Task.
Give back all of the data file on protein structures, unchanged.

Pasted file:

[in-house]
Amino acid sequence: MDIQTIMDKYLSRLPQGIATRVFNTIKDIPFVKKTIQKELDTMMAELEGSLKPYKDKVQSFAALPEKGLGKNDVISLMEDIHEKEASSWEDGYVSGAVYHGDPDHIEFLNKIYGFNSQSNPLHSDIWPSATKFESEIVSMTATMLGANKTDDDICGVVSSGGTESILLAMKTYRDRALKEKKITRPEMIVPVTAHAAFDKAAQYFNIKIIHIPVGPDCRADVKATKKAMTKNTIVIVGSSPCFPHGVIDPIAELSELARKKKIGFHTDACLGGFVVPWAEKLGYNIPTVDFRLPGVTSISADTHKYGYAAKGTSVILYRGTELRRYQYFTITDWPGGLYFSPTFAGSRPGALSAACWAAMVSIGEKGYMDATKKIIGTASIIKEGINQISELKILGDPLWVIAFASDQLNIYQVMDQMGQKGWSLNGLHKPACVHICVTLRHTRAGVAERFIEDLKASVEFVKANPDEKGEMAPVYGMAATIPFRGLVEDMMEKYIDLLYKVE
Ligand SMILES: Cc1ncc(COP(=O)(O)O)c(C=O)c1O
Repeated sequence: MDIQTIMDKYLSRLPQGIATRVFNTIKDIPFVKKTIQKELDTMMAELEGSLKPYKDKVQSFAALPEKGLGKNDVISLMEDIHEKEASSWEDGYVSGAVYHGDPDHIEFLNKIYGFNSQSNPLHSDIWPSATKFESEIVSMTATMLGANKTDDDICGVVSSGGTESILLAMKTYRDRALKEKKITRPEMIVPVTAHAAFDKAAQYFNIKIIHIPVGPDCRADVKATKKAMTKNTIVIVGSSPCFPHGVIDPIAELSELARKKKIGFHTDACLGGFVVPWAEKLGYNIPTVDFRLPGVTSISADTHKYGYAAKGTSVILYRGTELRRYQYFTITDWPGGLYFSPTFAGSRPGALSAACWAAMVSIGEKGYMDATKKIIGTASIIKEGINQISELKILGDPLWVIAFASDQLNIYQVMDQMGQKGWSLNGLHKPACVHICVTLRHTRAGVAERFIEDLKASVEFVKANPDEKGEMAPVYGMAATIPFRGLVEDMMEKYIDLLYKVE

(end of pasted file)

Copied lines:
[in-house]
Amino acid sequence: MDIQTIMDKYLSRLPQGIATRVFNTIKDIPFVKKTIQKELDTMMAELEGSLKPYKDKVQSFAALPEKGLGKNDVISLMEDIHEKEASSWEDGYVSGAVYHGDPDHIEFLNKIYGFNSQSNPLHSDIWPSATKFESEIVSMTATMLGANKTDDDICGVVSSGGTESILLAMKTYRDRALKEKKITRPEMIVPVTAHAAFDKAAQYFNIKIIHIPVGPDCRADVKATKKAMTKNTIVIVGSSPCFPHGVIDPIAELSELARKKKIGFHTDACLGGFVVPWAEKLGYNIPTVDFRLPGVTSISADTHKYGYAAKGTSVILYRGTELRRYQYFTITDWPGGLYFSPTFAGSRPGALSAACWAAMVSIGEKGYMDATKKIIGTASIIKEGINQISELKILGDPLWVIAFASDQLNIYQVMDQMGQKGWSLNGLHKPACVHICVTLRHTRAGVAERFIEDLKASVEFVKANPDEKGEMAPVYGMAATIPFRGLVEDMMEKYIDLLYKVE
Ligand SMILES: Cc1ncc(COP(=O)(O)O)c(C=O)c1O
Repeated sequence: MDIQTIMDKYLSRLPQGIATRVFNTIKDIPFVKKTIQKELDTMMAELEGSLKPYKDKVQSFAALPEKGLGKNDVISLMEDIHEKEASSWEDGYVSGAVYHGDPDHIEFLNKIYGFNSQSNPLHSDIWPSATKFESEIVSMTATMLGANKTDDDICGVVSSGGTESILLAMKTYRDRALKEKKITRPEMIVPVTAHAAFDKAAQYFNIKIIHIPVGPDCRADVKATKKAMTKNTIVIVGSSPCFPHGVIDPIAELSELARKKKIGFHTDACLGGFVVPWAEKLGYNIPTVDFRLPGVTSISADTHKYGYAAKGTSVILYRGTELRRYQYFTITDWPGGLYFSPTFAGSRPGALSAACWAAMVSIGEKGYMDATKKIIGTASIIKEGINQISELKILGDPLWVIAFASDQLNIYQVMDQMGQKGWSLNGLHKPACVHICVTLRHTRAGVAERFIEDLKASVEFVKANPDEKGEMAPVYGMAATIPFRGLVEDMMEKYIDLLYKVE